Children’s Neurological Center Prognoz, Saint Petersburg, Russia; email@example.com
The elementary forms of time perception include living immediately through short time intervals and perceiving sequences (construction of rows). Normally children acquire these forms without any special training. Then, using training and experience, complex ways of time perception are acquired, when children learn to compare their subjective time sensations with various conventional measures. Thus time notions appear.
Children with school difficulties are known to often form time notions incorrectly. This incorrectness is very hard to be pedagogically corrected.
With primary school pupils such incorrectness may be manifested as children being unable to memorize the weekdays, months, the succession of letters in the alphabet, to reproduce a simply rhythm, to repeat a two-component instruction. An older schoolchild may exhibit a range of problems: from difficulties with orientation in time by the hours to an inability to cohesively lay down their thoughts orally or in writing.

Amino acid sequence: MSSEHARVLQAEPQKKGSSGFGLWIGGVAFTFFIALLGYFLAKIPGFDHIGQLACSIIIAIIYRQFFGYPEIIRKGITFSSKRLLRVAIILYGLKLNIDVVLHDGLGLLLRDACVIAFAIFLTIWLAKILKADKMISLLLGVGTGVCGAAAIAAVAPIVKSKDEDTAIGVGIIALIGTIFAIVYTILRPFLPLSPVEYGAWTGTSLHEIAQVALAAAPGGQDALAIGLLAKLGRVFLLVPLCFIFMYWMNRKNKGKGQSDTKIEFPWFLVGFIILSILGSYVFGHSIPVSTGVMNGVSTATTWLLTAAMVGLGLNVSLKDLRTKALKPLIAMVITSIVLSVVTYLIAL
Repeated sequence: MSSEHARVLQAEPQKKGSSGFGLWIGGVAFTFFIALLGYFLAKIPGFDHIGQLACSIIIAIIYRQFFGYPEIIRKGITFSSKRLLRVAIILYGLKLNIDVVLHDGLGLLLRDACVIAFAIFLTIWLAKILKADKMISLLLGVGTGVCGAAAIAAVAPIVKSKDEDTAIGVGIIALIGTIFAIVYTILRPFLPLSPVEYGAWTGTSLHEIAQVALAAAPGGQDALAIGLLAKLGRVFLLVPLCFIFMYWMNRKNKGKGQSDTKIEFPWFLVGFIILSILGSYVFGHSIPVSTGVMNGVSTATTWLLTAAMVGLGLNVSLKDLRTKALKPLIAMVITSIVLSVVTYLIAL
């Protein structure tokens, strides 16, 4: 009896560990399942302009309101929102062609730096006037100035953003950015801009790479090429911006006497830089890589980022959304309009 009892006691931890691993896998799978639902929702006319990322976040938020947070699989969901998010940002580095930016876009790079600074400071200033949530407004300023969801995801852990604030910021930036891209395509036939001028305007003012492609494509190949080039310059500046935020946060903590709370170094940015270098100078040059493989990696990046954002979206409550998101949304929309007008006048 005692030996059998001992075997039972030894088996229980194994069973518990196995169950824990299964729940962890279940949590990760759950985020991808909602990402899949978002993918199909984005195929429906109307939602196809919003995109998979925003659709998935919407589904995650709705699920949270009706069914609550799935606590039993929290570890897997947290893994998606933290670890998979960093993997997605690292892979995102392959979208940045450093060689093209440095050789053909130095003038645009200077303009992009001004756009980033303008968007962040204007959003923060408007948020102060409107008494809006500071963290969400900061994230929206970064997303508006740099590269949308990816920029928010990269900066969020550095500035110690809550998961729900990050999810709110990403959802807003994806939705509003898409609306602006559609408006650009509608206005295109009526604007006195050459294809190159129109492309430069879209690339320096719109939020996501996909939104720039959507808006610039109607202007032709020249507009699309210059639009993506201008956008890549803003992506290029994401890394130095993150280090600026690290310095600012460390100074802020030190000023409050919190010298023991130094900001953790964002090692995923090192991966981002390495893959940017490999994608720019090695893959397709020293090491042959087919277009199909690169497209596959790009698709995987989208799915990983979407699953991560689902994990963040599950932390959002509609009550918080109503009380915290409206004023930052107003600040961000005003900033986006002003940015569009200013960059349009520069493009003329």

The published data as well as our experimental data demonstrate that many children with school difficulties have incorrect elementary forms of time perception which are normally acquired during the first months of life.
We assumed that a full development of elementary forms of time perception in ontogenesis is the foundation for forming an ability to study, for no arbitrary activity can be imagined outside time. Thus, training the brain’s ability to control time can become the basis for assisting children with school difficulties.
Practical work with children in the Prognoz centers using Fast ForWord®, Interactive Metronome®, Tomatis® programs aimed at developing the brain’s ability to control time on a millisecond level has confirmed our assumptions. These trainings improve the brain’s ability to process and order information in time, which in many things ensures a new quality of movements, responses, speech, an ability to predict events. This leads to improved performance in all school disciplines.
Using these methodologies has also been efficient in work with children having severe development disorders (alalia, autistic spectrum development disorders, mental retardation).